Multiple elevational patterns of nuclear genetic variations in oak populations elucidated by grouping populations with chloroplast markers
Authors: Ohsawa, Takafumi; Saito, Yoko; Ide, Yuji
Source: Scandinavian Journal of Forest Research, Volume 26, Number 4, 1 August 2011 , pp. 305-318(14)
Publisher: Taylor and Francis Ltd
Abstract:Classical theories predict that intra-population genetic diversity will generally decline, while among-population differentiation increases towards the range margins of a species, and historical influences such as climate changes are also likely to be reflected in genetic structures. However, many studies of plant populations have found neither the theoretically expected patterns nor evidence of historical influence along elevational gradients. Hypothesising that in some cases this may have been due to conflicting patterns among lineages, we studied genetic variation in 18 Quercus crispula populations in the southern Kiso Mountains, central Japan, using nuclear and chloroplast microsatellite markers. The chloroplast marker analysis indicated that multiple lineages came from different refugia, enabling us to delimit two groups of maternal lineages. In nuclear loci analyses, by contrast, we found a roughly homogeneous structure, consisting of populations with similar genetic variations and compositions, although allelic richness decreased significantly with increasing elevation. However, this decrease was more significant in the group of southern maternal lineages. In addition, H E showed a significant correlation with altitude in this group (with a single outlier), probably reflecting past upward movements. Consequently, the discrimination of patterns in different groups helped us to decompose and understand more minutely even considerably homogeneous structures.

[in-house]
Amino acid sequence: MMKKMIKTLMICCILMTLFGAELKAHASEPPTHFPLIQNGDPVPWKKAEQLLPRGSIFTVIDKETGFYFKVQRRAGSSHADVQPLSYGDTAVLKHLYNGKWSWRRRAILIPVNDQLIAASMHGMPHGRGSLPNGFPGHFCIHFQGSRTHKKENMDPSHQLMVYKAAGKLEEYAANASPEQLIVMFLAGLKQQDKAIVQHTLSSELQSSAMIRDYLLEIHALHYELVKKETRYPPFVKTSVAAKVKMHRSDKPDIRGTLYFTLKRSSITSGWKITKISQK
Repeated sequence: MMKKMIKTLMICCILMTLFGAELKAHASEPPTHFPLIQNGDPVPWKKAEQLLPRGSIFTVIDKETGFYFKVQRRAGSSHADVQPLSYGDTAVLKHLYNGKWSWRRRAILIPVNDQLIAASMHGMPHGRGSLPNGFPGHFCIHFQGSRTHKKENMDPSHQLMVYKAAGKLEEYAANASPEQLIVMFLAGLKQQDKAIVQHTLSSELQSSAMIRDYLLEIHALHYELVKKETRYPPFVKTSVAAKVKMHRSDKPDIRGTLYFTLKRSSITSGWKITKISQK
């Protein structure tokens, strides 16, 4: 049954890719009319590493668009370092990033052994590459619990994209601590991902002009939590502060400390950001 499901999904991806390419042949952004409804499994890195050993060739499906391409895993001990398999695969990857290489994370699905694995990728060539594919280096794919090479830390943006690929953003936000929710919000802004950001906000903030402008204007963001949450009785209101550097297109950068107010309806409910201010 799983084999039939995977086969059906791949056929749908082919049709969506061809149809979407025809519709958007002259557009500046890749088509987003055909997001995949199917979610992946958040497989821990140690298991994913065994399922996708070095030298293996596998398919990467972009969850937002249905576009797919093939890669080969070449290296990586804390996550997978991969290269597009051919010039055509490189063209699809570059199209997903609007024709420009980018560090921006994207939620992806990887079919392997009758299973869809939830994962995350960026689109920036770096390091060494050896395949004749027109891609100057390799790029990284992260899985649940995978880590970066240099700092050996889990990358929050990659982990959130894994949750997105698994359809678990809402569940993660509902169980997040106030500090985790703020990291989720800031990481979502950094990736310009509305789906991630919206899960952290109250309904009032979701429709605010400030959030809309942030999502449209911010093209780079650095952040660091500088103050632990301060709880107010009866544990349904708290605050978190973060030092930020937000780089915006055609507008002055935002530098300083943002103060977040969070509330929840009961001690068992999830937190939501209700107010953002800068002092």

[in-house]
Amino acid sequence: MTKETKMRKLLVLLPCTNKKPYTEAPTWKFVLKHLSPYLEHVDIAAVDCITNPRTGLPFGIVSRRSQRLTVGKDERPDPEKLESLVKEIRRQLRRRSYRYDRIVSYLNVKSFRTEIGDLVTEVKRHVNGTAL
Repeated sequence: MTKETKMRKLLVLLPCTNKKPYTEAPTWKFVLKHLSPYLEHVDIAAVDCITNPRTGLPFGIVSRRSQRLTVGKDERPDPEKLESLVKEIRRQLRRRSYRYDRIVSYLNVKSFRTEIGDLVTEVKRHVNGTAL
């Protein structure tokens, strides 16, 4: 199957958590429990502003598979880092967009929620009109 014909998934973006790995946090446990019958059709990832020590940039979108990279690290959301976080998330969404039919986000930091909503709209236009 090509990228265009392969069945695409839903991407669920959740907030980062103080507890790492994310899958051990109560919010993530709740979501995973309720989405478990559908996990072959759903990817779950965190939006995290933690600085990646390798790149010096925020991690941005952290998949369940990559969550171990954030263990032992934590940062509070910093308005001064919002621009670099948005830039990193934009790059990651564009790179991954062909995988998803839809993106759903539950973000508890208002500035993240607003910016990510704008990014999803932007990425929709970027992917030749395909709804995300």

Document Type: Research Article
Affiliations: Laboratory of Forest Ecosystem Studies, Department of Ecosystem Studies, Graduate School of Agricultural and Life Sciences,The University of Tokyo, Tokyo, Japan
Publication date: August 1, 2011